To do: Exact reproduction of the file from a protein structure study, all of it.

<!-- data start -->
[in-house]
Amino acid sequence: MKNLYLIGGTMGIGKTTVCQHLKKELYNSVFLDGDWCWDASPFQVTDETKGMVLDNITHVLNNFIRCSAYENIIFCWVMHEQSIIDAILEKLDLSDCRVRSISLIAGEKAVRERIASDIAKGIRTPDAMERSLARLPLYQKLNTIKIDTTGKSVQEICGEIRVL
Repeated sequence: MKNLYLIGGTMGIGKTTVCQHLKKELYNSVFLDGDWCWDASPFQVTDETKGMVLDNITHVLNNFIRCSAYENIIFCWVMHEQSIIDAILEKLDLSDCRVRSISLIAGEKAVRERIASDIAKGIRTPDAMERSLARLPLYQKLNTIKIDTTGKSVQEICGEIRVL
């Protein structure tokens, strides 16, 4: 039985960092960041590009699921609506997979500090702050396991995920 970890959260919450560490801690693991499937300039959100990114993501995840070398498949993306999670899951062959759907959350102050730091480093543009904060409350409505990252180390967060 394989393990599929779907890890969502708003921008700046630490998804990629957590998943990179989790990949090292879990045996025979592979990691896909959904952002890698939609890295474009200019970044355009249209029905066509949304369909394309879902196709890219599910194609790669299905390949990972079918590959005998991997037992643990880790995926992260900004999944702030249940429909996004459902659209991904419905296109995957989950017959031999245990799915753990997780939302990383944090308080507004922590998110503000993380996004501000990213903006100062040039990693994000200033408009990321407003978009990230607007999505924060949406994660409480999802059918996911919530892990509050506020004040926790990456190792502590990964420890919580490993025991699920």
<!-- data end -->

[in-house]
Amino acid sequence: MKNLYLIGGTMGIGKTTVCQHLKKELYNSVFLDGDWCWDASPFQVTDETKGMVLDNITHVLNNFIRCSAYENIIFCWVMHEQSIIDAILEKLDLSDCRVRSISLIAGEKAVRERIASDIAKGIRTPDAMERSLARLPLYQKLNTIKIDTTGKSVQEICGEIRVL
Repeated sequence: MKNLYLIGGTMGIGKTTVCQHLKKELYNSVFLDGDWCWDASPFQVTDETKGMVLDNITHVLNNFIRCSAYENIIFCWVMHEQSIIDAILEKLDLSDCRVRSISLIAGEKAVRERIASDIAKGIRTPDAMERSLARLPLYQKLNTIKIDTTGKSVQEICGEIRVL
């Protein structure tokens, strides 16, 4: 039985960092960041590009699921609506997979500090702050396991995920 970890959260919450560490801690693991499937300039959100990114993501995840070398498949993306999670899951062959759907959350102050730091480093543009904060409350409505990252180390967060 394989393990599929779907890890969502708003921008700046630490998804990629957590998943990179989790990949090292879990045996025979592979990691896909959904952002890698939609890295474009200019970044355009249209029905066509949304369909394309879902196709890219599910194609790669299905390949990972079918590959005998991997037992643990880790995926992260900004999944702030249940429909996004459902659209991904419905296109995957989950017959031999245990799915753990997780939302990383944090308080507004922590998110503000993380996004501000990213903006100062040039990693994000200033408009990321407003978009990230607007999505924060949406994660409480999802059918996911919530892990509050506020004040926790990456190792502590990964420890919580490993025991699920």